King Diamond: I didn’t even know if I was going to be able to do it. It was a tough round, of course, with rehab and a lot of changes in your life. I cut out cigarettes completely — I had to do it; haven’t had a drag since a year and a half ago — so changing of the diet, working out more and all this stuff. I have totally changed, I can also see in my body how everything has changed for the better. The first thing was, three months after, they’re pretty tough on you. The surgeon said after ten days I was home from the hospital, first day he said, “You’ve got to go out and walk half a mile.” [I was like] “Are you serious? I can barely stand up.” I had to have help to get out of a chair. Everything was totally weird but that it how they do it. One week later I was doing a mile, so you’re pushed out there and you almost feel like you shouldn’t be here, that you’ve been given a second chance, but it’s strange. I had to literally ask my wife when we were walking if she could really see me and feel me that I was actually there, and not as a joke, but really I had to have that confirmed so many times and that faded slowly down the road. Eventually, I got the chance three months after the surgery, I got to go down to say “Hi” to some friends, crew guys that also work with a band called VOLBEAT, and met them during the day and got the chance to get up onstage during their soundcheck and that made everything in my chest rattle. It felt so bad I had to get out of there that was then. Six months after that I got to go see what was going on with METALLICA — that was actually a year after with METALLICA — but still I did not know what was going on. My surgeon said everything in my chest looked good and it was back together well, ’cause they saw you open and open you like a double door practically and then when they put it back together I saw for the first time an x-ray. A month or two before going to METALLICA‘s anniversary I had like a braided metal rod, sitting all the way down and that’s what was tying together the rib cage and had then had the rib cage screwed together around that. It’s amazing what they do but the whole thing of learning how to breathe again was pretty hard. Breathing is completely different now. The voice is a million times better — it’s like if I finally got to experience what it’s like to drive a brand new car and always use to have used cars for instance. That’s how my voice feels now. It’s easier to sing all the things than ever before and it sounds clearer all because of the no smoking. It’s so much better and easier but getting up onstage that afternoon of the show and see what the loud sounds and the vibrations are going to do to me this time. Am I gonna tell them it’s not gonna work and I have to fly back? That was a possibility. So that was a pretty anxious moment when they turned the sound up and I felt nothing, no different and that’s what my surgeon had told me a month or two before when I saw the x-rays and all that stuff. He cleared me for doing it so I did that and it worked and that was quite a big relief, but there are so many other things that you have to go through. Three months later I had a benefit that I participated in and sang three songs with some local musicians, two KING DIAMOND songs and one MERCY, and that was even better, so it was like, “Wow, this is going to be really interesting. It might be time to see if we can do a couple full shows.” That’s what we did two months ago and we did more than that actually because the rehearsals for it. We hadn’t been playing together in a long, long time so I had a theater in Denmark and we rehearsed there for a week and in six days I did five full shows practically — had a day off then did Sweden Rock and no problems. The breathing and moving around on this new production which is really big, we’ve never had a production that big before and running around that set, not feeling out of breath at all was very new and very nice to experience. Now these last tests have been done and they went perfect, so now it’s a matter of getting out there. We are arranging for everything now, setting everything up the right way. We have a new Internet store for the first time and I know the fans for good reason have been haunting us for this stuff because it’s embarrassing. We’ve been so sloppy with that stuff, of course, for our own sake, too. You can certainly make some money off it to which is good for business, because we like to turn around and invest a lot of it, too. The money we made from these festivals and we invested the whole thing into the production. We’re already getting invitations for other festivals next summer and I see us touring Europe, festival appearances, maybe even doing one before that here in the U.S., and then I hope we can do the U.S.and do shows, not club shows but with the full production, maybe sometime in October. We’ll see, because they’re working on all this stuff. For the U.S., we’re just about to set up with a brand new agent over there, so that’s going to be a powerhouse and doing things a whole different way. I would say a much bigger scale. Same lineup that we’ve had for years, so it’s all good, and there will be new music, too, down the road. It won’t be too long before we start writing some new stuff. So, yeah, a lot of stuff very busy. I’m trying to not be too busy because stress is not a friend of mine anymore.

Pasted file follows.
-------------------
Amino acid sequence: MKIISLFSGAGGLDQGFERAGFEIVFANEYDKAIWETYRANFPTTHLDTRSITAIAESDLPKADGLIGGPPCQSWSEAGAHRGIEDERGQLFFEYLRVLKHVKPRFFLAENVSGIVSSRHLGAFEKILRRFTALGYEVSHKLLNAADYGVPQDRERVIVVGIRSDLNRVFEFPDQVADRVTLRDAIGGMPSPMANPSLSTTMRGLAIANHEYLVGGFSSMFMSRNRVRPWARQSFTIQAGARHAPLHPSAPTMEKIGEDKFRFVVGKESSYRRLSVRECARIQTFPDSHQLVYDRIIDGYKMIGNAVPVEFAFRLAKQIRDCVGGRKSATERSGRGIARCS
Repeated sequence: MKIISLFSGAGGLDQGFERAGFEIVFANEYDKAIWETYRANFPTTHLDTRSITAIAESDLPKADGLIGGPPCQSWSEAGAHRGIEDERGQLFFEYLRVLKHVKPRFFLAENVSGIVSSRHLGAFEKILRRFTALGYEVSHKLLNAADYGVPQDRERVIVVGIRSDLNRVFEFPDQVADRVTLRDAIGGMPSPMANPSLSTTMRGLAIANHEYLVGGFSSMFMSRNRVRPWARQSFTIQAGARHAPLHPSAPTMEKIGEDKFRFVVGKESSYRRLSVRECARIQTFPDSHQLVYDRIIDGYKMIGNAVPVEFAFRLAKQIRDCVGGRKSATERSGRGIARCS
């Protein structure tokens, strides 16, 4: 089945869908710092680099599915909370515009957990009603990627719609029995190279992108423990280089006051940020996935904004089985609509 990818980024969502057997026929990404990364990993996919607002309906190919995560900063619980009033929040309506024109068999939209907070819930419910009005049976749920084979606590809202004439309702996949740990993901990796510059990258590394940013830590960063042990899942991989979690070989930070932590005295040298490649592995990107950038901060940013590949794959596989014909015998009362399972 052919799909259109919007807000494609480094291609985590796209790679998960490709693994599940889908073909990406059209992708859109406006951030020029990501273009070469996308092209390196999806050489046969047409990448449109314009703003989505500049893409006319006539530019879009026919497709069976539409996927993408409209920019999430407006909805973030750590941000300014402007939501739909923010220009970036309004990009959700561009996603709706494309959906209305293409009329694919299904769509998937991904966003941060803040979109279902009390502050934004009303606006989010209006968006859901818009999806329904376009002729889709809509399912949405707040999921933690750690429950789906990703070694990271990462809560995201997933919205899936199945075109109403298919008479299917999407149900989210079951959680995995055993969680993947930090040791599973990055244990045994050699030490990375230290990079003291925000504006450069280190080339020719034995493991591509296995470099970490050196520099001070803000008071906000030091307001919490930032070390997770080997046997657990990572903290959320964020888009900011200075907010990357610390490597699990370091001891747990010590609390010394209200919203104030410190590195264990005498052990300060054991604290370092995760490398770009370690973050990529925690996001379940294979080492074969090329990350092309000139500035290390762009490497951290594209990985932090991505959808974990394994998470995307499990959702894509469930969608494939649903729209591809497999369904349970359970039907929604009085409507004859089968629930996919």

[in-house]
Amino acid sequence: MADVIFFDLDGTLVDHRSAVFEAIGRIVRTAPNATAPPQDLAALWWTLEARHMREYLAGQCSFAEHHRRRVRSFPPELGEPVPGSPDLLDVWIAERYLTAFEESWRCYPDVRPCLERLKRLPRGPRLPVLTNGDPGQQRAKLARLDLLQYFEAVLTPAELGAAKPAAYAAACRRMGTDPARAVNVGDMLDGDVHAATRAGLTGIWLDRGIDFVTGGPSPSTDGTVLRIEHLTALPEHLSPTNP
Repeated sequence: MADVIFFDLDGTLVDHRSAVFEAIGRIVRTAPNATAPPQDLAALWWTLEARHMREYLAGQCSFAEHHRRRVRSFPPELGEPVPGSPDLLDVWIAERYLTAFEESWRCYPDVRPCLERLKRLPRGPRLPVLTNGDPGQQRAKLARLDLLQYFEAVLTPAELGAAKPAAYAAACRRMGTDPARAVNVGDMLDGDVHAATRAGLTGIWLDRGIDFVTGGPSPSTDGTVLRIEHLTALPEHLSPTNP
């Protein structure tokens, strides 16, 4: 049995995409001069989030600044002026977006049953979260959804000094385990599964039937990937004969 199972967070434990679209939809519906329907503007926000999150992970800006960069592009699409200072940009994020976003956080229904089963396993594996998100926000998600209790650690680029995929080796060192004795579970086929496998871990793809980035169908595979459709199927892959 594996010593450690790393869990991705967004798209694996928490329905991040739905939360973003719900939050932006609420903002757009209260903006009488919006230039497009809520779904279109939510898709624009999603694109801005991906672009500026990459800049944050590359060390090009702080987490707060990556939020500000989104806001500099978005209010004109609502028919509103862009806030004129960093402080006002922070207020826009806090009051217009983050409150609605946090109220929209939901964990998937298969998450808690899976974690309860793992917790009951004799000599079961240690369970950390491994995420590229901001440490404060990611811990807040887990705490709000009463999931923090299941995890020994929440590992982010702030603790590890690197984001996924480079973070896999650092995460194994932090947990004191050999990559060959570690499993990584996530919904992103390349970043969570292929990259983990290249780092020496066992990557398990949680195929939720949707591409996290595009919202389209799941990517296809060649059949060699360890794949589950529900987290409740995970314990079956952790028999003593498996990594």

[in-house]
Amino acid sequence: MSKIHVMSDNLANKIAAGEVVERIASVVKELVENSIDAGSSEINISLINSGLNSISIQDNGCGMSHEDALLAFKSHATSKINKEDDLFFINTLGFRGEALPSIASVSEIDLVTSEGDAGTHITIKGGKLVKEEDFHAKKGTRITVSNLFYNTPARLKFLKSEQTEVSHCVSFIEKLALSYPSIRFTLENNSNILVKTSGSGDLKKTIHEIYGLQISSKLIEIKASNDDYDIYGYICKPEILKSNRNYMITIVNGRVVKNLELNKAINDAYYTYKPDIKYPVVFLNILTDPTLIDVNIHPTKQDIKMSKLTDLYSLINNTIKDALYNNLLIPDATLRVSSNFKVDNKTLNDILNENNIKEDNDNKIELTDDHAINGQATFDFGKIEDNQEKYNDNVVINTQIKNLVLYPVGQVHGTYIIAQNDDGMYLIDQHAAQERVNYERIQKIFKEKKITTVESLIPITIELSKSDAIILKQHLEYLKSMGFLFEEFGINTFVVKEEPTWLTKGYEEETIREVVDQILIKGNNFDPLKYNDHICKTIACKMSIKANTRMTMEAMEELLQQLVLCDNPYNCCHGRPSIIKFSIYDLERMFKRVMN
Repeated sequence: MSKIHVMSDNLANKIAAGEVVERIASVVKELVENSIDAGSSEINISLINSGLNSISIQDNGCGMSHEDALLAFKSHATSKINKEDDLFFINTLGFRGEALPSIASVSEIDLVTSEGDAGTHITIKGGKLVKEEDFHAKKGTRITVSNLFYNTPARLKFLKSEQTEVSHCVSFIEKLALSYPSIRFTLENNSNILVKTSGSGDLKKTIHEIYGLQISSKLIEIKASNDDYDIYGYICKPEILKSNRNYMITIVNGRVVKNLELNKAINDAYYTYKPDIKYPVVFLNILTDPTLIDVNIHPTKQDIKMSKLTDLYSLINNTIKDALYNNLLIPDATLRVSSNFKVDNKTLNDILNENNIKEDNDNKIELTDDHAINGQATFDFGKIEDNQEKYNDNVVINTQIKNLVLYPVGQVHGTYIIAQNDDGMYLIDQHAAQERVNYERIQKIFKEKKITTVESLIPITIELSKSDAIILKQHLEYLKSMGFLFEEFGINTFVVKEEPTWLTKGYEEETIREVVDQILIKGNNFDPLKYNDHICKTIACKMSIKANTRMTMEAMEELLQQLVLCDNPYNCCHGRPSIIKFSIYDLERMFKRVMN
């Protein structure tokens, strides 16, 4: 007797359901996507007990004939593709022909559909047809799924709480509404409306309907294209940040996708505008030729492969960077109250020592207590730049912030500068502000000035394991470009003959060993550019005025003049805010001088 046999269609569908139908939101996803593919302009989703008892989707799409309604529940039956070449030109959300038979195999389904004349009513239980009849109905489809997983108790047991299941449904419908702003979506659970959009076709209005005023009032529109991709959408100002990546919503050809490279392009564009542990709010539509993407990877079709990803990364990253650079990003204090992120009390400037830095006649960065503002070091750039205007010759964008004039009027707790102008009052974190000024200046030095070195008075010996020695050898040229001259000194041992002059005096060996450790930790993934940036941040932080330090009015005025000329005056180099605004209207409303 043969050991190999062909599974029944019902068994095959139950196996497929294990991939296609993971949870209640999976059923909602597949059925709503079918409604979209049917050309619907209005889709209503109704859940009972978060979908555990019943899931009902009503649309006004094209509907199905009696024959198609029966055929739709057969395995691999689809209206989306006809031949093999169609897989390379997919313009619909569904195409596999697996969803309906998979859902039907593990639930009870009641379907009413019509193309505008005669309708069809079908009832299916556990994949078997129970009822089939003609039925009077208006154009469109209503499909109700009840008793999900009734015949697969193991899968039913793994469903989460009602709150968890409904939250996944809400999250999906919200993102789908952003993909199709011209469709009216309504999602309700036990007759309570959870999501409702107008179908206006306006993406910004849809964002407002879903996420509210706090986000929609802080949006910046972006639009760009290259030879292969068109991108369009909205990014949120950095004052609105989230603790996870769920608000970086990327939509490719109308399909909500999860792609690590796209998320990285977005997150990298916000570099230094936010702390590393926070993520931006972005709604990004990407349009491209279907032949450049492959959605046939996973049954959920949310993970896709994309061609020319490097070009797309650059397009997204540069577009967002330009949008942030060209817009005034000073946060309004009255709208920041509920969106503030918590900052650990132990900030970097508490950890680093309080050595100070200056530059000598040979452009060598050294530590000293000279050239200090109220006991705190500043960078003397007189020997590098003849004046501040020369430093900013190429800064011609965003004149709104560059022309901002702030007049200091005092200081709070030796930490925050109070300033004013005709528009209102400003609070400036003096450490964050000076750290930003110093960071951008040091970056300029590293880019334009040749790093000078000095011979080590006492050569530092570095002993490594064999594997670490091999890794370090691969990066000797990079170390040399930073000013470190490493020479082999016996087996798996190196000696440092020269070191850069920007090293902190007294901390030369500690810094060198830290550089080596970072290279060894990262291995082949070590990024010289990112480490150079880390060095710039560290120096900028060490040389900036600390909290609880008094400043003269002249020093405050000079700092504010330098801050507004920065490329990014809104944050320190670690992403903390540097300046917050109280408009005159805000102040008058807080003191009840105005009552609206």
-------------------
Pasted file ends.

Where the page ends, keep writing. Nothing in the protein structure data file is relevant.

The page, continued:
Full Metal Jackie: Now being more conscious of your health, how has having triple bypass surgery been a life-changing event for you?